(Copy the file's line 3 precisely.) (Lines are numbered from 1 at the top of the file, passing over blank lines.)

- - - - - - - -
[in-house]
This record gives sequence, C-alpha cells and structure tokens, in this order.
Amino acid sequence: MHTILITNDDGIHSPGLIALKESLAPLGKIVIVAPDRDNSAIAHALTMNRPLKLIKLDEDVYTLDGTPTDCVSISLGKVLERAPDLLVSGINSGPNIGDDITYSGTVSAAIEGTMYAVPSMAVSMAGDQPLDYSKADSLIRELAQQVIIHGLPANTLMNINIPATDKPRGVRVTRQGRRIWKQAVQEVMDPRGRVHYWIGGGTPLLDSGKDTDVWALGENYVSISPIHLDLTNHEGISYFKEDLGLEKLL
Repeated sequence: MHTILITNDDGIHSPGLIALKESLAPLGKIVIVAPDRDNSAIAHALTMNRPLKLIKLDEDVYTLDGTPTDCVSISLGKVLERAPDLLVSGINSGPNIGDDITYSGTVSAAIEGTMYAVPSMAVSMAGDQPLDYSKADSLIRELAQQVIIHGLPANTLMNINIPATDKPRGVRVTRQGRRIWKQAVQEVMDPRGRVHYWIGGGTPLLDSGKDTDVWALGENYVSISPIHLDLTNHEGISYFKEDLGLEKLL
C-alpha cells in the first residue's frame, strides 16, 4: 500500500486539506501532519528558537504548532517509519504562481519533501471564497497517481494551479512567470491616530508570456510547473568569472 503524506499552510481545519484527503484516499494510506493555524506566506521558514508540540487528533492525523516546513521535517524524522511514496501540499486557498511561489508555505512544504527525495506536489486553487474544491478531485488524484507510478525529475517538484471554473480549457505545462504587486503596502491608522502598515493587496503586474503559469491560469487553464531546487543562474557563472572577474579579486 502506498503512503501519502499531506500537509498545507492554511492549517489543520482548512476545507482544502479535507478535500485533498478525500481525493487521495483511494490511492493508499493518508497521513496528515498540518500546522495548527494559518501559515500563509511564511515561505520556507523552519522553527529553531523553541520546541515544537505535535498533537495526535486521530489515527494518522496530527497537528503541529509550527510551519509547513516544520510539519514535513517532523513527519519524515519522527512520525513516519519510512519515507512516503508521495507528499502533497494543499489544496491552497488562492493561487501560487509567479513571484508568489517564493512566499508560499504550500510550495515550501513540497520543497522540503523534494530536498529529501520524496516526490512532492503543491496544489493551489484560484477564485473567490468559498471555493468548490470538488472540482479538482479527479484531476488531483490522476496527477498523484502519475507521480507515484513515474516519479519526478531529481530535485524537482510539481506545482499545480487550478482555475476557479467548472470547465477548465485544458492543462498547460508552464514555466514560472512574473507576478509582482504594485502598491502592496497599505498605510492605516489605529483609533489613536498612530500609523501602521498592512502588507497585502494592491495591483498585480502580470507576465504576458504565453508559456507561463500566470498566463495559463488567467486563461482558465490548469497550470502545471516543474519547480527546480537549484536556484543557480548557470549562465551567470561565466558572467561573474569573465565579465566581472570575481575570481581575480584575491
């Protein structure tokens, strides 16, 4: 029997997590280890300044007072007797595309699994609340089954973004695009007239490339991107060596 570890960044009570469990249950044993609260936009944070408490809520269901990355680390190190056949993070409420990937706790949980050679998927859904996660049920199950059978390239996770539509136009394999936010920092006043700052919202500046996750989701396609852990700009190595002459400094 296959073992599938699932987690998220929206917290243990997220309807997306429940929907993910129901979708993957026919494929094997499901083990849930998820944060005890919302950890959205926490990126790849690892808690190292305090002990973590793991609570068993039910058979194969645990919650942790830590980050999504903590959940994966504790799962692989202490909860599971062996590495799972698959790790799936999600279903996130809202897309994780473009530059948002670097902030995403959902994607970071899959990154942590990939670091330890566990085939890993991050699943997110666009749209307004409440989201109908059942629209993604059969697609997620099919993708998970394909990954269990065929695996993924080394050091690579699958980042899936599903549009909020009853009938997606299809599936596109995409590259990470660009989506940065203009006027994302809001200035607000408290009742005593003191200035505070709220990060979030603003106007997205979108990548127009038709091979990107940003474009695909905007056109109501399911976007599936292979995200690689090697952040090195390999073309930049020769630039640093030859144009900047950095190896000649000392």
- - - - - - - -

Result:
Amino acid sequence: MHTILITNDDGIHSPGLIALKESLAPLGKIVIVAPDRDNSAIAHALTMNRPLKLIKLDEDVYTLDGTPTDCVSISLGKVLERAPDLLVSGINSGPNIGDDITYSGTVSAAIEGTMYAVPSMAVSMAGDQPLDYSKADSLIRELAQQVIIHGLPANTLMNINIPATDKPRGVRVTRQGRRIWKQAVQEVMDPRGRVHYWIGGGTPLLDSGKDTDVWALGENYVSISPIHLDLTNHEGISYFKEDLGLEKLL